The Essential Start Guide to Maine Aquaculture

Outlining the rich opportunities and the overlooked realities of starting an aquaculture business in the state of Maine.

01 – Do Your Research

Learn the basics of business planning, markets, species, gear types, and regulations to start a successful aquaculture business.

 Two white buoys float in a body of water. Black spray painted text reads, sea farm.

02 – Select Your Site

Key decisions must be explored before deciding on a site. The process is rigorous, mistakes can be costly, and poor planning can set you back years.

 A floating wooden building sits at the edge of a body of water. A long ramp down to the water stands nearby.

03 – Get Funding

Financing is personal. As a relatively new and quickly evolving industry in the U.S., financing programs specific to aquaculture are not yet mainstream with most lenders and investors. Here, we lay out the basics.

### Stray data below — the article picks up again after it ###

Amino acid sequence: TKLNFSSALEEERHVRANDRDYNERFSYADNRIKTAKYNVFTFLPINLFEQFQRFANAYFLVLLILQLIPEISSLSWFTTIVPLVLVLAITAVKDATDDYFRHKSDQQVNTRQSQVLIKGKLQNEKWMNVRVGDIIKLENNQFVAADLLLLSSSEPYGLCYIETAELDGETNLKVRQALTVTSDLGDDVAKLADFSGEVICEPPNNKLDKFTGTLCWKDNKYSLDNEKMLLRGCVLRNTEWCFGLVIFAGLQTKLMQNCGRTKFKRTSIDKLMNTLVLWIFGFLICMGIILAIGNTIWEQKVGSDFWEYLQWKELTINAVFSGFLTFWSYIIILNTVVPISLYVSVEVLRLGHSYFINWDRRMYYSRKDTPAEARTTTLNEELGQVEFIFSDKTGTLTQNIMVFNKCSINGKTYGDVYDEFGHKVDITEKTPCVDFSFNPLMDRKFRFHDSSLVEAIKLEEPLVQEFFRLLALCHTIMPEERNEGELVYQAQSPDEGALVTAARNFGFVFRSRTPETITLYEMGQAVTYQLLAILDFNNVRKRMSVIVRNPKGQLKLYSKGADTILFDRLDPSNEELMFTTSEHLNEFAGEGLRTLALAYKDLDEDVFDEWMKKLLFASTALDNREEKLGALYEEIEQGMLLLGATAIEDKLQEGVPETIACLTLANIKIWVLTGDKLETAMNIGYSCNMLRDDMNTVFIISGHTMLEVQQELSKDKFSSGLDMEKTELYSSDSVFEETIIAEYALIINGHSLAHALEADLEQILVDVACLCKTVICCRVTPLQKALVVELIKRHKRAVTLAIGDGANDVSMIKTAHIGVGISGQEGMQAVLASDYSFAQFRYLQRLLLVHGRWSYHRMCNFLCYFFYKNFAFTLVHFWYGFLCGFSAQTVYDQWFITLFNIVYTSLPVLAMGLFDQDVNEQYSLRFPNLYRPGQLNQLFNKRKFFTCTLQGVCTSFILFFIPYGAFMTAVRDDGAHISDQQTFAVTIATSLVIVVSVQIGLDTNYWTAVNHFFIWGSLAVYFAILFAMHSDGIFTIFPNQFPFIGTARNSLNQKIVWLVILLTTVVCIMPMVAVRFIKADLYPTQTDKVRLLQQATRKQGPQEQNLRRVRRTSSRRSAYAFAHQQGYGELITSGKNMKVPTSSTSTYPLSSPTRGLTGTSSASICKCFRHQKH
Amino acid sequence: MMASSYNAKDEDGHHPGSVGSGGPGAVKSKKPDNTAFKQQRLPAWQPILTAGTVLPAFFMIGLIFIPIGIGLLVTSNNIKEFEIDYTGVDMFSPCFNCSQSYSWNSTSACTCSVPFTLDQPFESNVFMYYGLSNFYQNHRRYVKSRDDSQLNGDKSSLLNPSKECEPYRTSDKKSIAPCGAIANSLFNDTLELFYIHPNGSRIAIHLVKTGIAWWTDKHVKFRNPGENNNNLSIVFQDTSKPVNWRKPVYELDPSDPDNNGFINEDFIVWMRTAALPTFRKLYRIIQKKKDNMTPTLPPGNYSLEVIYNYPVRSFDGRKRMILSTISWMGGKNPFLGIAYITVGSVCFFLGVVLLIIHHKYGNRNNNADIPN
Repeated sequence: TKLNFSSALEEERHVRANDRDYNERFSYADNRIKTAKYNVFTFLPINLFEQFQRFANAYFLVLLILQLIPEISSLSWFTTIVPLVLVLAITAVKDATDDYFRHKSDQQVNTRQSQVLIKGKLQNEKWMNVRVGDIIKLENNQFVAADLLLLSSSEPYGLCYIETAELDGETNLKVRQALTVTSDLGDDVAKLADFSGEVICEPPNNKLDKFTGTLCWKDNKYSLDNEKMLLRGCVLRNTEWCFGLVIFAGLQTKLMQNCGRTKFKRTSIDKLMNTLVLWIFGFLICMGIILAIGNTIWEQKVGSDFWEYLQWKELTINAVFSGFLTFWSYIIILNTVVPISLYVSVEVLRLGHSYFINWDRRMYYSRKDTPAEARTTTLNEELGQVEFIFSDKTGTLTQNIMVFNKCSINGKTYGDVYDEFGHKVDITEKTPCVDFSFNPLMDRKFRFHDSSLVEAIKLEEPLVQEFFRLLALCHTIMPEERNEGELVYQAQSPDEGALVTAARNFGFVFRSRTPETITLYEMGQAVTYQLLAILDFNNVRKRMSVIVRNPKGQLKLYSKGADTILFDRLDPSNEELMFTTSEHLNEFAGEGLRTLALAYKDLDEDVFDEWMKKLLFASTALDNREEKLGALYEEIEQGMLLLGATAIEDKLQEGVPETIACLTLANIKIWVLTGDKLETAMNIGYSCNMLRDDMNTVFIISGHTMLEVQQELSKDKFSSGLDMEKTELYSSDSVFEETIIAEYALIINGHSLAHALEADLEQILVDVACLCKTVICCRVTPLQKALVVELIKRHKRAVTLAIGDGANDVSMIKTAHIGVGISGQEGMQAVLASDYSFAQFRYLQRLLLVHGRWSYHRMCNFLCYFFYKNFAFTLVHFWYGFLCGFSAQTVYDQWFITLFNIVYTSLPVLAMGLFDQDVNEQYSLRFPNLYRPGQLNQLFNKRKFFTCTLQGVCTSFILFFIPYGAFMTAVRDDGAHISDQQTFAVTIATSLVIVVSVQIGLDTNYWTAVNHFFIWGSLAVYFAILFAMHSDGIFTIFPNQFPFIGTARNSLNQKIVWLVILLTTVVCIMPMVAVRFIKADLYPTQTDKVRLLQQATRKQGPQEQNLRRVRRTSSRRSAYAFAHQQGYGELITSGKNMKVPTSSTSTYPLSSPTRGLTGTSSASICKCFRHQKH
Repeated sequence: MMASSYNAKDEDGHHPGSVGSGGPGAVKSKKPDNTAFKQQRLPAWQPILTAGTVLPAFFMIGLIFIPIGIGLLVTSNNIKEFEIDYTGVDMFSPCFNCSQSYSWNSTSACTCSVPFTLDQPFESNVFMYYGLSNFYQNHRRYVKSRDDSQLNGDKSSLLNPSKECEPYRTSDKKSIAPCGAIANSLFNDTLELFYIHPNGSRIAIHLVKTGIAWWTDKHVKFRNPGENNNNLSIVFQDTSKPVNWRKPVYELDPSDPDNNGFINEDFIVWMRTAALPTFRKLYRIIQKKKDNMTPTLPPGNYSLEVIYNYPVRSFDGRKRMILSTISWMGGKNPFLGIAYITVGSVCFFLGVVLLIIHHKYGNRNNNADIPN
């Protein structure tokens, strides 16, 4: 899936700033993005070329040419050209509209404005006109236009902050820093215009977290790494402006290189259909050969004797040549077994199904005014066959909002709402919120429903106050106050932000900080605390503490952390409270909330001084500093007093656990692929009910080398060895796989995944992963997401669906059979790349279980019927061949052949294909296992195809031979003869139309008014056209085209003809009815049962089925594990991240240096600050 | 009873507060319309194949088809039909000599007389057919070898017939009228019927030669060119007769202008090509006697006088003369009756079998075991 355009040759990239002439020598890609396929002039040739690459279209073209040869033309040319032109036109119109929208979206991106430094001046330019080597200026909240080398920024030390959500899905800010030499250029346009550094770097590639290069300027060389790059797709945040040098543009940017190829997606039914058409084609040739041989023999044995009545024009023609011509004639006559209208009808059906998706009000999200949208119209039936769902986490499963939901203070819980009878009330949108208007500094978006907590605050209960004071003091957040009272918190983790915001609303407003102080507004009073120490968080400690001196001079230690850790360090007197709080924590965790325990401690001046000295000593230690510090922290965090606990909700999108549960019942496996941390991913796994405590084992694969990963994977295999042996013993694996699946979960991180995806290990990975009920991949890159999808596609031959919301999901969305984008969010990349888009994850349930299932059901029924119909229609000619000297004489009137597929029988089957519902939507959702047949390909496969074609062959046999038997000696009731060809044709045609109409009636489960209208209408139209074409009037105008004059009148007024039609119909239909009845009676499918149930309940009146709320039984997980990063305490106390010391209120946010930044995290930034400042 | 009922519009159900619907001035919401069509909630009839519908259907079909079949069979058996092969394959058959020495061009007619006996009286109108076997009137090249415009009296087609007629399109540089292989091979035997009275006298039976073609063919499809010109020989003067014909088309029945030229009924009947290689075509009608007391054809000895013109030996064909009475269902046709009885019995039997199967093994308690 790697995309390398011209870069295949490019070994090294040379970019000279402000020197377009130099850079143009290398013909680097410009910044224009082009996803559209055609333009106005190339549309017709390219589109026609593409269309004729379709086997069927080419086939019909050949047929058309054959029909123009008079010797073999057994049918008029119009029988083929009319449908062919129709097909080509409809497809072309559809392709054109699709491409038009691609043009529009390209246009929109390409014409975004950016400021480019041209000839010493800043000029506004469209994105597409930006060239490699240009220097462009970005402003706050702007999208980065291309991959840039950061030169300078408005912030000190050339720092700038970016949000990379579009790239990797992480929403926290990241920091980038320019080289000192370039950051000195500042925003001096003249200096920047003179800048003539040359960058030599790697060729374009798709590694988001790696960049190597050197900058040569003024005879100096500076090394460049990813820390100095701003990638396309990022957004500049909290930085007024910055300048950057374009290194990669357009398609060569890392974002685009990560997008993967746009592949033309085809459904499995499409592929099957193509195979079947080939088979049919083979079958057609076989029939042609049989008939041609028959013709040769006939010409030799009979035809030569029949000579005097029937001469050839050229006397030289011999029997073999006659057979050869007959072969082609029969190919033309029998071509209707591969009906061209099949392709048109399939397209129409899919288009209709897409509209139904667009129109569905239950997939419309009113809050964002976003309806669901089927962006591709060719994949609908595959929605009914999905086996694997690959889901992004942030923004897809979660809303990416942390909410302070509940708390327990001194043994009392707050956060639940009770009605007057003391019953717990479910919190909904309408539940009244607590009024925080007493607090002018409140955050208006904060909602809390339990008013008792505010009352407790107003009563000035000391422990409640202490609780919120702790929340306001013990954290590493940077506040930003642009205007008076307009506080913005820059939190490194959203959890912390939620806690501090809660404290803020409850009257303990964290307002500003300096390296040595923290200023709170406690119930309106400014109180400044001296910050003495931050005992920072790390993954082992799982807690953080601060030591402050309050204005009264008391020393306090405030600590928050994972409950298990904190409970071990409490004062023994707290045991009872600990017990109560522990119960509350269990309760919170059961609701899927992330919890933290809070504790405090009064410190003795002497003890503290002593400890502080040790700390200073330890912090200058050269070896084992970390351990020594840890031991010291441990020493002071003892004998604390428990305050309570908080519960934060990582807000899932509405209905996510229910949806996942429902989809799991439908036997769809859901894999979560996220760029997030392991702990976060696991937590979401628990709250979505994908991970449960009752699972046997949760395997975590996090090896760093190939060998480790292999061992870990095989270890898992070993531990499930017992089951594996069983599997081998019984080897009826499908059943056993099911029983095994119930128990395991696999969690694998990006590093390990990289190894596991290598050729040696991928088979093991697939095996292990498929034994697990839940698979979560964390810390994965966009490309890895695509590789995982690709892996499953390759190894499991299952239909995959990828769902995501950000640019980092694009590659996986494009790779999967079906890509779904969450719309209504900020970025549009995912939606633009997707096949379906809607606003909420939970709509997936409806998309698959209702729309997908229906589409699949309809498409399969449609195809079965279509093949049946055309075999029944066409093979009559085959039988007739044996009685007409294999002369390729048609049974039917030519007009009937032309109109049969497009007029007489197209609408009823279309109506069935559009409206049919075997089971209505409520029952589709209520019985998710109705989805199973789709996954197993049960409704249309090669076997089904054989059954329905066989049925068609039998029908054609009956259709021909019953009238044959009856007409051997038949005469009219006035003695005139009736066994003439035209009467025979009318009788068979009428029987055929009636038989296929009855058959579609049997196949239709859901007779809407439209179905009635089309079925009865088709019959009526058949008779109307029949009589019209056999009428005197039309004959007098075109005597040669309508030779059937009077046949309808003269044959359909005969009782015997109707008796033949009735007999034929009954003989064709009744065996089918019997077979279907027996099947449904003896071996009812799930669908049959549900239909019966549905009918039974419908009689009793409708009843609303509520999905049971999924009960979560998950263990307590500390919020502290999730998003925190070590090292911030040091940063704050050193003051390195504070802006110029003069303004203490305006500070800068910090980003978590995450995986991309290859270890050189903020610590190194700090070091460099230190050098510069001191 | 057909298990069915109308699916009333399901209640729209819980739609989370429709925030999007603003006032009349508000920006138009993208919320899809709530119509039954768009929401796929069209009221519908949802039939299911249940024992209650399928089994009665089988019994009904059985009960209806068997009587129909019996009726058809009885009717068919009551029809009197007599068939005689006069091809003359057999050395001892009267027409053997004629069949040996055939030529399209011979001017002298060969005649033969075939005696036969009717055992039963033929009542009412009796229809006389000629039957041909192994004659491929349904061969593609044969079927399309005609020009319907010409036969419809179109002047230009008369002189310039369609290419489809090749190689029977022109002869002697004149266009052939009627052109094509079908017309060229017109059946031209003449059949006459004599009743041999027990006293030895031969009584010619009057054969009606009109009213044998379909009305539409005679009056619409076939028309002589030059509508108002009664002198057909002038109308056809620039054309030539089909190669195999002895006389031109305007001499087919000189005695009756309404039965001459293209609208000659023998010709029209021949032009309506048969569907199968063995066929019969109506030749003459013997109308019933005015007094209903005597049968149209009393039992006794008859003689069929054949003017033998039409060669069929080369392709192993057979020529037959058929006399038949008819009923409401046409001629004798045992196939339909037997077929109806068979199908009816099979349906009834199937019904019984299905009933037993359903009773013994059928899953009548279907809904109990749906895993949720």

Two men wearing waterproof clothing use a wench to lift a heavy bin off a boat.

04 – Running Your Farm

Plan ahead — ensure seed and gear arrive in time for peak growing season. Keep detailed records of the location, density, and growth rates of your crops.

 A man crouches on a boat to inspect aquaculture gear.

05 – Running Your Business

Don't neglect the business side of running a sea farm. Consider insurance options, business structure, compliance with DMR rules, and employment.

 A calculator and tax forms are spread out on a tabletop.

06 – Selling Your Product

Crops reaching market size is a long-awaited reward! Planning & forecasting efforts culminate here, creating sales and profits for some and leaving others with product they can't sell.

 A display of seafood in a grocery store cooler.

What's Next

Want to hear from industry members?

The unique Case Study resources, which are written by people in the different aspects of the industry, provide information from the most trusted of sources about steps that are either common mistakes, are commonly glossed over, or there is a lack of resources for the topic.

Industry Perspectives
 A long wooden dock leads out to a large body of water. People and equipment can be seen at the end of the dock.